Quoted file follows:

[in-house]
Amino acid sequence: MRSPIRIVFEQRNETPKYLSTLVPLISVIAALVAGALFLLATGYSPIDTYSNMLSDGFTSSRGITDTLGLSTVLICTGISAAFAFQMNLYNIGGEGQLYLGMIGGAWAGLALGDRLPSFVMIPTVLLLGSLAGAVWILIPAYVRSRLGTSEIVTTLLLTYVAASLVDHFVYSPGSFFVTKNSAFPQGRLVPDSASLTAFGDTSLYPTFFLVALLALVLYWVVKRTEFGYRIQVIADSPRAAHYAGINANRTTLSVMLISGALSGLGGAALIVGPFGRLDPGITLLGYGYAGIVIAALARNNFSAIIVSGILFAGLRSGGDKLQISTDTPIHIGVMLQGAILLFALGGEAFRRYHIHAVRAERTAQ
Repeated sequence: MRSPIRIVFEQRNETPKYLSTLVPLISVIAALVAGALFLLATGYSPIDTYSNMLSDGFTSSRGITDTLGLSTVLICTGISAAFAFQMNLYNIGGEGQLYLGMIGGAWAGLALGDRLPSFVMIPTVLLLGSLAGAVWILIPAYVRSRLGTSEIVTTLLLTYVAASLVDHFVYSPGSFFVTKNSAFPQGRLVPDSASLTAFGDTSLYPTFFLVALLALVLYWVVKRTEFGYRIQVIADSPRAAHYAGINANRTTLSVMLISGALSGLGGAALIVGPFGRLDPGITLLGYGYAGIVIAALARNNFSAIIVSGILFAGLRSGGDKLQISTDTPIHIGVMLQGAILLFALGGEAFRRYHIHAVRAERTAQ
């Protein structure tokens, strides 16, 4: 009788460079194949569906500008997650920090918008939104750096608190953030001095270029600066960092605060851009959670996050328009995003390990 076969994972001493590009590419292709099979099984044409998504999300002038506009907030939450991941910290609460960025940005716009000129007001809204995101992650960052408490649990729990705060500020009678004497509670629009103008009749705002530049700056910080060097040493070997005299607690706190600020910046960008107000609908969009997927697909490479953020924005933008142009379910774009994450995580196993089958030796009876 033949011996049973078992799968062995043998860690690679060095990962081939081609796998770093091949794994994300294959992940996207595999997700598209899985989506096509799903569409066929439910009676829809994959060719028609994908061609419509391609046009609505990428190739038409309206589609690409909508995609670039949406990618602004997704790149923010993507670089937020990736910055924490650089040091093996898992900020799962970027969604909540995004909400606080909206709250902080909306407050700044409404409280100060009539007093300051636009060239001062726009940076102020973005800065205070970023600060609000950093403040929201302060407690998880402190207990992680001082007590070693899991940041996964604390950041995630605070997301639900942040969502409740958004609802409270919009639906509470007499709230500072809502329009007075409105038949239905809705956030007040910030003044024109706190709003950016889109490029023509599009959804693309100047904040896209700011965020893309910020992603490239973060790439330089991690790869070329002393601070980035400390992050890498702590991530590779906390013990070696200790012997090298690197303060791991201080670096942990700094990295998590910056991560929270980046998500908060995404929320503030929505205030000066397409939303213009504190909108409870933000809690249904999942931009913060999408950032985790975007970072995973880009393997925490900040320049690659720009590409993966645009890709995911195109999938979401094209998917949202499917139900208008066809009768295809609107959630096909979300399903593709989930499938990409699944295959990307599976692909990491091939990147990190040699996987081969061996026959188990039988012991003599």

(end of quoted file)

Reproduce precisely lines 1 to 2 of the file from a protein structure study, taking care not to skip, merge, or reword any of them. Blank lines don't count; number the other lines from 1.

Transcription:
[in-house]
Amino acid sequence: MRSPIRIVFEQRNETPKYLSTLVPLISVIAALVAGALFLLATGYSPIDTYSNMLSDGFTSSRGITDTLGLSTVLICTGISAAFAFQMNLYNIGGEGQLYLGMIGGAWAGLALGDRLPSFVMIPTVLLLGSLAGAVWILIPAYVRSRLGTSEIVTTLLLTYVAASLVDHFVYSPGSFFVTKNSAFPQGRLVPDSASLTAFGDTSLYPTFFLVALLALVLYWVVKRTEFGYRIQVIADSPRAAHYAGINANRTTLSVMLISGALSGLGGAALIVGPFGRLDPGITLLGYGYAGIVIAALARNNFSAIIVSGILFAGLRSGGDKLQISTDTPIHIGVMLQGAILLFALGGEAFRRYHIHAVRAERTAQ